Consumer Watchdog Initiates Nation’s First Legal Action on Cadmium in Jewelry

February 02, 2010

Oakland, CA-The Center for Environmental Health (CEH) yesterday notified four
leading retailers, Saks Fifth Avenue, Justice, Catherines, and Aeropostale that
independent lab testing has found significant levels of cadmium in jewelry
purchased from their stores in December and January.

Legislation in
Washington State enacted last year bans more than 0.004% cadmium in products for
children. Lab tests show that a cupcake pendant on a children's necklace from
Justice and a pink ribbon "breast cancer awareness" women's bracelet from a
Catherine's store each contains more than 18,000 times that level. A 2009
research review found that exposures to cadmium could be responsible for a
significant percentage of the recent increases in breast cancer cases.

An
Associated Press report in January noted high levels of the toxic metal cadmium
found in many pieces of children's jewelry, and suggested that, in response to
the new federal law banning lead in children's products, jewelry makers may be
using cadmium in place of lead.

"Our legal action sends a strong signal
to industry that we will not stand by while they play toxic flavor of the month
with jewelry," said Michael Green, Executive Director of CEH. "Cadmium is toxic
at any age. There is no excuse for cadmium in any jewelry, and we intend to
eliminate this health threat to women and children."

Cadmium is a heavy
metal that can cause cancer, genetic damage, and kidney problems. A 2006 study
concluded that exposure in children "should be limited as much as possible" to
prevent direct health problems and problems later in their lives. A recent
review of cadmium's potential for reproductive harm concluded that the chemical
"has the potential to affect reproduction . at every stage of the reproductive
process."  In men, this includes problems with sperm production; in women, it
includes problems getting and maintaining a pregnancy as well as birth defects.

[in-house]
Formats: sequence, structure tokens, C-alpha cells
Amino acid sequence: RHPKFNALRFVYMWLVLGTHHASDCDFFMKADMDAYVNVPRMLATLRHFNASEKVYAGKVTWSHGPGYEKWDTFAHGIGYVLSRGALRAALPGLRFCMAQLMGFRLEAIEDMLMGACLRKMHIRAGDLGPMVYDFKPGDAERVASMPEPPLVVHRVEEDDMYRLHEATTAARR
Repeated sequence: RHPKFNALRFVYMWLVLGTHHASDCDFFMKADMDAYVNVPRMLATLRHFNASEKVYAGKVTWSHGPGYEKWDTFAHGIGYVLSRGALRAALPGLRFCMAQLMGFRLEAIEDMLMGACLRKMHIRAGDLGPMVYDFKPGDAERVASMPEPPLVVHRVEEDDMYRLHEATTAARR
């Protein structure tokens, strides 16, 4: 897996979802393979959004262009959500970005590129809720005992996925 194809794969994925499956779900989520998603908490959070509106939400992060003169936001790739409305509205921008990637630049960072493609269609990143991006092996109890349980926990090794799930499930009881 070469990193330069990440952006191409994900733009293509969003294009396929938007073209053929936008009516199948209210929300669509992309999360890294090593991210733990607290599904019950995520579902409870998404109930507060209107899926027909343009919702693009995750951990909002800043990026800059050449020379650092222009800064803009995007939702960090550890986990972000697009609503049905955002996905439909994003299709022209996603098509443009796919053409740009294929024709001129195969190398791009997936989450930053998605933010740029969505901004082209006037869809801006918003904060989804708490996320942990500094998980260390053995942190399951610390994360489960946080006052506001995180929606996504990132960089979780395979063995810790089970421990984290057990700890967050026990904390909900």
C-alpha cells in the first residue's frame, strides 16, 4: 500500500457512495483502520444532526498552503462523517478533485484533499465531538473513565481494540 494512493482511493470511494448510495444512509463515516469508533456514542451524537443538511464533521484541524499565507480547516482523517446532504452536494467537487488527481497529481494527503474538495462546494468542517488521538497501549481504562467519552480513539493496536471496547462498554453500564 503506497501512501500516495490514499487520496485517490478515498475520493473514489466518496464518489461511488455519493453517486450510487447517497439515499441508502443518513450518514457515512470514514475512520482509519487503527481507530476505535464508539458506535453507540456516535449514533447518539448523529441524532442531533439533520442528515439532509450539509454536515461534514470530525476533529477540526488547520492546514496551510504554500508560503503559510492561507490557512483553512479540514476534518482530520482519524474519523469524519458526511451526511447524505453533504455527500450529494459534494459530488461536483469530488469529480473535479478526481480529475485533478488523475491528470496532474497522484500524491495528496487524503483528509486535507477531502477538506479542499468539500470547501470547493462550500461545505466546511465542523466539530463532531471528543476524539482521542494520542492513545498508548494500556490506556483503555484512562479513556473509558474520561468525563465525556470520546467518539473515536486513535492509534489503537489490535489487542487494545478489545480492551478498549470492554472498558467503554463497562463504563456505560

People can be exposed to cadmium if they touch, suck on or accidentally swallow
metal pieces, and studies show it can stay in our bodies for more than two
decades.

The CEH legal notices are based on California consumer
protection law, which applies to any jewelry that exposes children or adults to
significant levels of cadmium. Federal laws on lead in children's products,
including jewelry, went into effect last year, but a loophole in the law has
allowed jewelry makers to substitute cadmium. Congresswomen Jackie Speier has
introduced legislation to ban cadmium and other toxic metals from all children's
jewelry nationwide.

 

"There is no viable reason for cadmium and other
dangerous metals to be used in the production of these consumer goods.  That is
why I wrote legislation banning them from children's jewelry," said
Congresswomen Speier.  "But protecting the health and safety of our children
requires a many-pronged approach.  I applaud The Center for Environmental Health
for taking this strong legal action."

 

On Monday, California
State Senator Fran Pavley, who in 2006 authored the nation's first ban on lead
in children's jewelry, introduced a bill in California to ban the use of
cadmium in children's jewelry sold in California. "There is absolutely
no reason for our most vulnerable citizens – our children – to be exposed to
this highly toxic metal," said Senator Pavley. "We can not stand by and allow
manufactures to poison kids by replacing one dangerous metal with another. The
use of cadmium in children's jewelry is a shameless end run around current law
and I applaud the CEH for their legal action today and for their continued
efforts to protect the health of our children."


CEH's 2006 legal settlement with more than 100
companies to end health threats from lead in jewelry formed the basis of a
California law that sets limits on lead in adult and children's
jewelry.

In January, CEH announced its landmark legal agreement setting
the nation's first binding rules to end health threats from lead in purses and
handbags. CEH's legal work has previously uncovered lead threats from toys,
vinyl baby bibs, diaper creams and children's medicines, lunchboxes, children's
jewelry, automobile wheel weights, and many other products.

CEH has a
ten-year track record of protecting consumers from hidden health hazards and
protecting communities from health hazards related to toxic pollution. CEH also
works with major industries and leaders in green business to promote healthier
alternatives to toxic products and practices.

For more on cadmium in
jewelry, read our report on cadmium in jewelry here.


For
the Washington State ban on cadmium in children's products, see http://apps.leg.wa.gov/RCW/default.aspx?cite=70.240.020

 

For information on federal legislation to ban cadmium in
children's jewelry (HR 4428), see 

http://thomas.loc.gov/cgi-bin/query/z?c111:H.R.+4428:

For more on CEH's
legal settlement on lead in adult and children's jewelry, see http://www.ceh.org/index.php?option=com_content&view=article&id=153&Itemid=166

For
information on California's jewelry law, see http://www.dtsc.ca.gov/HazardousWaste/Jewelry/upload/jewelry-fact-sheet-May-09.pdf